Newest falcon stretches her wings

  • Published
  • By Dave Edwards
  • Academy Spirit staff writer
Visitors to the Air Force Academy wouldn't be surprised to hear someone say, "Look. It's a plane." At the Community Center library July 22, though, they were saying -- maybe not in so many words -- "Look. It's a bird."

It was two birds, in fact. A crowd of perhaps 70 came to watch a trio from the cadet falconers and two of their avian stars, Cody and "the baby."

Cody is an 18-year-old prairie falcon and the oldest of the group's birds. The baby, alternately referred to as "Alice," "Athena" or "Valkyrie," is an 8-week-old gyrfalcon. Both enthralled the group of inquisitive youngsters, parents and grandparents, and neither of them was the least bit camera-shy.

The baby wowed the onlookers with her wingspan. At the end of the presentation, eager children asked the handlers if they could pet the two birds of prey that had captured their attention from Minute 1.

"If you put Cody on one end of the football field and a newspaper on the other end, Cody could read it -- if he knew how to read," said Cadet 2nd Class Yagie Janisch of Cadet Squadron 32, explaining falcons' keen eyesight, which is six or seven times more acute than a human's.

Joining Cadet Janisch were Cadet 1st Class Gabe DeJong from CS 40 and Cadet 2nd Class Jenny Flynn from CS 31. Cadet Flynn had the baby falcon perched on her gloved hand.

"They're really well-natured birds, but sometimes they can get ornery," Cadet DeJong said.

The Academy's falcons tend to live about twice as long as their counterparts in the wild because they are treated with great care and attention to detail. Cadet Janisch was ready with the answer when a boy in the crowd asked about the falcons' diet.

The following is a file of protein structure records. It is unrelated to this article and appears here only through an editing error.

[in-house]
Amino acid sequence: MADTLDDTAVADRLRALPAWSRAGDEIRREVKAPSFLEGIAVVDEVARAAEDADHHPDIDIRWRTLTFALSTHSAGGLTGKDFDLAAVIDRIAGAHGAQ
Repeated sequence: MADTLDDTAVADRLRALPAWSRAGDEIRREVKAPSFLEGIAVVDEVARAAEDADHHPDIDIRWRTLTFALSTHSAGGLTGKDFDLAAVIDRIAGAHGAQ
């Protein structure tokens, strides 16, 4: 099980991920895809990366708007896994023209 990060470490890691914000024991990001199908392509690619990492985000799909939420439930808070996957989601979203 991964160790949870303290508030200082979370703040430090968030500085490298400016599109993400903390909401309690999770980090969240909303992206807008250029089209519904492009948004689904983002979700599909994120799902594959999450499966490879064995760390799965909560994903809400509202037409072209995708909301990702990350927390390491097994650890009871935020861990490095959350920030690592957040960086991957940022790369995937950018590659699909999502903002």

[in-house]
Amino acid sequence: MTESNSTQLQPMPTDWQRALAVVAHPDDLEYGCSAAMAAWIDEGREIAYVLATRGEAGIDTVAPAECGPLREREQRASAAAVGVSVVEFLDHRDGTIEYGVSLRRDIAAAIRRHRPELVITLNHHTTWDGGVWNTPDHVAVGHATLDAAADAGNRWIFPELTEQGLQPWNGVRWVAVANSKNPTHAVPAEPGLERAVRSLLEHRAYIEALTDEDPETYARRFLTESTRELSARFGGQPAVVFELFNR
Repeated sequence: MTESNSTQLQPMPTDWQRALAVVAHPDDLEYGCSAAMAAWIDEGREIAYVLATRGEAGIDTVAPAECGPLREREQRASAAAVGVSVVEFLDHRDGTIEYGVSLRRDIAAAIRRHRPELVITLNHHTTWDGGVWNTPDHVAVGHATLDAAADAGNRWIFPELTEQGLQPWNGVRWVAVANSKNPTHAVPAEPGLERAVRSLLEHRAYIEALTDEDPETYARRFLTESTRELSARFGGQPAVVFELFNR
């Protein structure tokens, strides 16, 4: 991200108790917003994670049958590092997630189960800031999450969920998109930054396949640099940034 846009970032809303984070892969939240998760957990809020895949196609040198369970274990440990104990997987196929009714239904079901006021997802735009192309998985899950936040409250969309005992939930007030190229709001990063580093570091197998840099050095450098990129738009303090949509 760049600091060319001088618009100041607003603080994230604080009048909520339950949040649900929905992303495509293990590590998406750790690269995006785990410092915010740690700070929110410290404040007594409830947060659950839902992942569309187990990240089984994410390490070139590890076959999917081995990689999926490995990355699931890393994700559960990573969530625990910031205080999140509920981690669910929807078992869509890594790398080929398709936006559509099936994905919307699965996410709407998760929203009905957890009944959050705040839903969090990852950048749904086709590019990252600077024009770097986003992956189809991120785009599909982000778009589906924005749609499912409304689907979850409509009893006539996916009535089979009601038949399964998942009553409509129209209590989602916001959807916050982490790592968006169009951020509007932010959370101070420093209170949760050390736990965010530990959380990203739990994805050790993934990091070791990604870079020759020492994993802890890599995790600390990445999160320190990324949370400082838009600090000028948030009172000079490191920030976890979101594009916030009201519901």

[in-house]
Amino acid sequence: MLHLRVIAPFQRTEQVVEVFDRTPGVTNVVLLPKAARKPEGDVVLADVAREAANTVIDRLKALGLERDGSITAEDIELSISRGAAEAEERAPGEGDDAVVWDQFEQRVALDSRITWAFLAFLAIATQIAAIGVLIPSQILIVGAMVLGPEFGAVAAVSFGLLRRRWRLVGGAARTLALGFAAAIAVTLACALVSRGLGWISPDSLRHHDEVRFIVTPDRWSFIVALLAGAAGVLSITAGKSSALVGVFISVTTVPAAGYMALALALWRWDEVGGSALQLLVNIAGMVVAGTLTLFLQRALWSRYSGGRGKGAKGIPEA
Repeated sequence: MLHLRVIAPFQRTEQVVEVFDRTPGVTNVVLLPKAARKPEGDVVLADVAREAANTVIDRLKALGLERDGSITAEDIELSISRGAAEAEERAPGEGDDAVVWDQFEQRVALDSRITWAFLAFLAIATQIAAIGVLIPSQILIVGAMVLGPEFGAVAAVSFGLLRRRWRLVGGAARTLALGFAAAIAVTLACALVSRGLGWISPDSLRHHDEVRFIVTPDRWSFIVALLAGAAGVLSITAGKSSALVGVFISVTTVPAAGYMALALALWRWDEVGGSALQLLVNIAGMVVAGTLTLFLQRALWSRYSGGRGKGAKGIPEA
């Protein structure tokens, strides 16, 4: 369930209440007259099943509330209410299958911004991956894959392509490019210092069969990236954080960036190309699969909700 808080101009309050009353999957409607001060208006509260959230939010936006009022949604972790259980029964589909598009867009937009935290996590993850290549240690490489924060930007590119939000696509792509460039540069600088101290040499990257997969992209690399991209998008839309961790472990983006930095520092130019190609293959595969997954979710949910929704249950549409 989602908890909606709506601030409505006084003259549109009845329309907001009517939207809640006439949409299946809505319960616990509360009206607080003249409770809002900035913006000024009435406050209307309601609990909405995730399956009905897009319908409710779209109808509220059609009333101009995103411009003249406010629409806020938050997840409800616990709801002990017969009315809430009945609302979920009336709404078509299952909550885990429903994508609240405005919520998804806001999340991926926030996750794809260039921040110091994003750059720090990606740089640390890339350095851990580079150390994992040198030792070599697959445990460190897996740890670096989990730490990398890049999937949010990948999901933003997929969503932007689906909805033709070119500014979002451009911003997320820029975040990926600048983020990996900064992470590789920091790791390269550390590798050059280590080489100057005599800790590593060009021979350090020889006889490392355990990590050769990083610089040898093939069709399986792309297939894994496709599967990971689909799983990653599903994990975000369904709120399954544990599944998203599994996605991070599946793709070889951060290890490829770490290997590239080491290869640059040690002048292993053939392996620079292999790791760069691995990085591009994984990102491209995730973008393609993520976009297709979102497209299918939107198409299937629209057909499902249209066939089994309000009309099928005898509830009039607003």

"They eat (flash-frozen) Japanese quail, which in some parts of the world is considered a delicacy," she said. "They're very spoiled. (In the wild), they're air-to-air-combat predators, so they don't hunt anything on the ground."

The menu at the Academy also helps explain why the birds don't fly off and disappear. They rely on the falconers for food, and they are not trained to hunt. Hunger brings them back home. But falconers do attach a telemetry device to the birds just in case they wander off, which happens occasionally, Cadet DeJong said.

Falconry is one of the numerous clubs available to cadets. Being selected is a prestigious honor, because each new school year typically brings 30 to 40 applicants, and only four cadets from each class are chosen. The cadet falconers number 13 in all.

When members of the Class of 1959 -- the Academy's first -- chose the falcon as mascot of the cadet wing, they left the question of species open-ended, so the Academy's mascot can be a falcon of any species.

Aurora, a member of the largest falcon species, gyrfalcons, is the mother of the baby falcon. Once the new school year starts, cadets will choose a permanent name for the new bird.

In North America, there are five native falcon species, including the reigning speed demon of the animal kingdom, the peregrine falcon. Others include the prairie falcon, the American merlin and the American kestrel. The cadet falconers exhibit four of the five native species.

Thanks to an agreement between the Academy and United Airlines, the birds are allowed to travel in the passenger cabin with their handlers. In a 2008 interview with 5280 magazine, then-Cadet 2nd Class Jacque Harrier said, "It's pretty interesting when you sit next to a stranger and you've got a bird on your arm. It's a good way to get people to know about the Academy. It's a pretty easy conversation-starter."

It was clear from the Community Center exhibition just how much the falconers enjoy their special work. Among NCAA schools, the falconry program is unique, and it has won a litany of accolades.

Though the falconry program is not designed to rehabilitate, the cadets are trying to do just that for Buzz, a 1-year-old kestrel falcon in the cadets' care.

"Although they're amazing birds, we have to take good care of them," Cadet Janisch said. "Every falconer who has ever visited our facility said that ours is the best they've ever seen."